Alcohol in its various forms is a staple in the diets of many across the globe. In fact, it’s estimated that 2.4 billion individuals consume alcohol on a regular basis. Could it be that something so common to so many is one of the greatest risk factors for death and disability? Well, if we take a look at the the Alameda County Health study that revealed the seven factors that promote health and longevity, you’ll notice that limiting alcohol consumption is one of them:
- Sleeping seven to eight hours a night
- No eating between meals
- Eating breakfast regularly
- Maintaining proper weight
- Exercising regularly
- Moderate or no drinking of alcohol
- Not smoking
The study stated that “moderate” or no use of alcohol was good for health, but recent studies have revealed that no amount of alcohol is the safest for human health.
The dangers of alcohol
Let’s cut to the chase. Alcohol use is responsible for 2.5 million years of potential life lost, cutting short the lives of those that died at an average of 30 years old. Other risk factors that alcohol consumption elevates are:
- Injuries (motor vehicle accidents, burns, drowning, falls, etc.)
- Alcohol poisoning
- Sexual assault
- Cancer of the breast, mouth, throat, esophagus, liver and colon
- Psychiatric disorders
- Miscarriage and stillbirth
- High blood pressure
- Learning and memory problems
- Social problems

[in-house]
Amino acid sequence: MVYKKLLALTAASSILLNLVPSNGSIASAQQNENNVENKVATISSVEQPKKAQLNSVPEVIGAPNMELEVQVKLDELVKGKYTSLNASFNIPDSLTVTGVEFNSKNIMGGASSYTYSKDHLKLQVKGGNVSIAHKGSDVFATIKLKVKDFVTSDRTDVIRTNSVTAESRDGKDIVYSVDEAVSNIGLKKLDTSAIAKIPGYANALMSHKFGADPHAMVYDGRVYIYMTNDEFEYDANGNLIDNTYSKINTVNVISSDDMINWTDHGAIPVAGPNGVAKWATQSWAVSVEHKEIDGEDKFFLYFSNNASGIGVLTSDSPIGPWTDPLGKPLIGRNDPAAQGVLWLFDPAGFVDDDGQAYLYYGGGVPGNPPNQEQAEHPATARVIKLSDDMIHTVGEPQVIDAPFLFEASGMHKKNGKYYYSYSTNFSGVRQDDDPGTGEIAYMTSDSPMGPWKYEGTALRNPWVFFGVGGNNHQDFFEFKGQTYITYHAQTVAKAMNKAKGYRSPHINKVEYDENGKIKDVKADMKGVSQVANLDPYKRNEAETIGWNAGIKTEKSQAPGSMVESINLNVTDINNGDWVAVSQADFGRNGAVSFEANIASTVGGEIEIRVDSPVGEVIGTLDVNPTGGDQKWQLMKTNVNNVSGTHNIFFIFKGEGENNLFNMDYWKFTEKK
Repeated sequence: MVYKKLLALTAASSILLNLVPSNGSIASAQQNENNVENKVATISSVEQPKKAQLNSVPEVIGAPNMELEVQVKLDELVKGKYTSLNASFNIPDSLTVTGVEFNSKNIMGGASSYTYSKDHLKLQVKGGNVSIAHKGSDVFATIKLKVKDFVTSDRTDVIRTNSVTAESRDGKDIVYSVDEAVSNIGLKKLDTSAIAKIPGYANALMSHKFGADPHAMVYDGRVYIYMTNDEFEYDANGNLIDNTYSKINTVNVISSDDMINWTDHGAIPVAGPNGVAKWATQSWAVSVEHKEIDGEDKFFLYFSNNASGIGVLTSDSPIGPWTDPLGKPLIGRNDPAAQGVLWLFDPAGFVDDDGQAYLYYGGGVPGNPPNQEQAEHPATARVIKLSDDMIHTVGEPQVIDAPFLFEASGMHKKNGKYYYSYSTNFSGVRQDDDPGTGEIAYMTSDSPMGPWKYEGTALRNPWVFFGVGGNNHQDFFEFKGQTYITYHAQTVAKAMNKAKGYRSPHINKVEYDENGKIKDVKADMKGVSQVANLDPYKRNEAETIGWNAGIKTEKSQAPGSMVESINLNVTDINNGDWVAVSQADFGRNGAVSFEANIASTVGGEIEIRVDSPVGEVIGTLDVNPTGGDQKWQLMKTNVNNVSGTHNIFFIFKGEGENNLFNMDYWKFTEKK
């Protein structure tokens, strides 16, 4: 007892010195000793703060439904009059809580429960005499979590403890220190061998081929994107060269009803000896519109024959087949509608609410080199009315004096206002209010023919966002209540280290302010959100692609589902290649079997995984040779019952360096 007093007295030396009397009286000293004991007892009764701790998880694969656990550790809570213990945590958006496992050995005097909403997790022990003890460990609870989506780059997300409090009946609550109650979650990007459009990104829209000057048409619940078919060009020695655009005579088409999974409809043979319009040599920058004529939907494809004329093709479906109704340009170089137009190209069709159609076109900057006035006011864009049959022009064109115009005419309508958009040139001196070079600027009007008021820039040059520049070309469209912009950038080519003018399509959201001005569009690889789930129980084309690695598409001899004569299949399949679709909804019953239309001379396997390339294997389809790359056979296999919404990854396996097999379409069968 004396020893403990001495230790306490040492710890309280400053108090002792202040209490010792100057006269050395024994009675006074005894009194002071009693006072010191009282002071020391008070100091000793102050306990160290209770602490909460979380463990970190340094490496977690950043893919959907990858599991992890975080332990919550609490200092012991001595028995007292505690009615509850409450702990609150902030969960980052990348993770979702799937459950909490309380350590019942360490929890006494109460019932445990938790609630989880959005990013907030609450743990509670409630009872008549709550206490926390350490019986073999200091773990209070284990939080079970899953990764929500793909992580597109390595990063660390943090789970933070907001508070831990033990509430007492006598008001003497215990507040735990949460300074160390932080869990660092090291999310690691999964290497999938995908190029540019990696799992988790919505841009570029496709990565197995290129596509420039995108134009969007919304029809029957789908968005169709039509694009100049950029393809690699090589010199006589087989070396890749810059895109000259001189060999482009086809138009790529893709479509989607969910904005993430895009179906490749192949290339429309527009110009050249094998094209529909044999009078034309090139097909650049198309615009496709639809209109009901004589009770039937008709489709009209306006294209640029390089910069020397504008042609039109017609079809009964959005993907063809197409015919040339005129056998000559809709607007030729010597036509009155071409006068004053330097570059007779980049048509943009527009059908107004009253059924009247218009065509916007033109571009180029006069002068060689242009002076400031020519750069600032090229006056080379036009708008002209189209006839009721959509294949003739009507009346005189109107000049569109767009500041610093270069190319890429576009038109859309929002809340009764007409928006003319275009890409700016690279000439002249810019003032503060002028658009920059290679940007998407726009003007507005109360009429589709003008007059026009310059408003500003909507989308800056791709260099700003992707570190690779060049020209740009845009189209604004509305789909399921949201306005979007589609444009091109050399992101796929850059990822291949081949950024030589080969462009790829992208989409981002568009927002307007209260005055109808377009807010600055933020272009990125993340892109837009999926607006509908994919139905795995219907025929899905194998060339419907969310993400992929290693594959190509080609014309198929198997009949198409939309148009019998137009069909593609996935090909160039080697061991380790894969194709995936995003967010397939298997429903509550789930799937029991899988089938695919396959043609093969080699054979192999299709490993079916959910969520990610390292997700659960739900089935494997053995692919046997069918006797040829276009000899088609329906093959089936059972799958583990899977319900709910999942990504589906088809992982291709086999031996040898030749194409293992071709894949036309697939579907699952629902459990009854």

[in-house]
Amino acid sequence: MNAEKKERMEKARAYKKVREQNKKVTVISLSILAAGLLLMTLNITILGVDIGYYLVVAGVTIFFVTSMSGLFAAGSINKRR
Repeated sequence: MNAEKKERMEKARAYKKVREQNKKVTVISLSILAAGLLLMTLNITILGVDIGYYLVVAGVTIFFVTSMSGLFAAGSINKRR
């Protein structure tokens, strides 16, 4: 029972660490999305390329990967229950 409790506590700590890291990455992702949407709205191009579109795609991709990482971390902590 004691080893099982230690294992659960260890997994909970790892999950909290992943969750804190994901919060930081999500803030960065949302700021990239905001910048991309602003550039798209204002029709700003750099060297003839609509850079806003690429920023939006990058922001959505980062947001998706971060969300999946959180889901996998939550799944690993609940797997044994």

- Alcohol dependence and much more1
With a list as long and sobering (pun intended) as this, it’s baffling that alcohol isn’t banned entirely. The pain and untold sorrow that alcohol-related tragedies have caused are innumerable; it’s unsurprising that avoiding alcohol is one of the easiest ways to prolong health and abundant life.
No amount of alcohol is safe
The Lancet recently published a study recapping the 2016 Global Burden of Disease, Injury, and Risk Factors Study, in which researchers complied data quantifying the deaths attributed to alcohol and disability-adjusted life-years for 195 locations from 1990 to 2016. From there, it was determined that alcohol was responsible for 10% of deaths of individuals between the ages of 15 to 45 years old. Stunning, isn’t it?
Alcohol is also the seventh leading risk factor for death and disability-adjusted life-years. 2. Researchers also found that the risk of alcohol consumption increases with use of alcohol and that the level of consumption that minimizes health loss is zero. These finding have led the researchers to suggest that control policies must be revised worldwide and that the assumption that “a glass a day can be healthy” must be discarded.
The conclusion on alcohol
The conclusion of the study sums in up nicely saying,
“The widely held view of the health benefits of alcohol needs revising, particularly as improved methods and analyses continue to show how much alcohol use contributes to global death and disability. Our results show that the safest level of drinking is none. This level is in conflict with most health guidelines, which espouse health benefits associated with consuming up to two drinks per day.
Alcohol use contributes to health loss from many causes and exacts its toll across the lifespan, particularly among men. Policies that focus on reducing population-level consumption will be most effective in reducing the health loss from alcohol use.”2
Avoiding alcohol is one of the clearest ways to prevent unfortunate and unwanted tragedy and disease. Abstaining from alcohol is not only a wise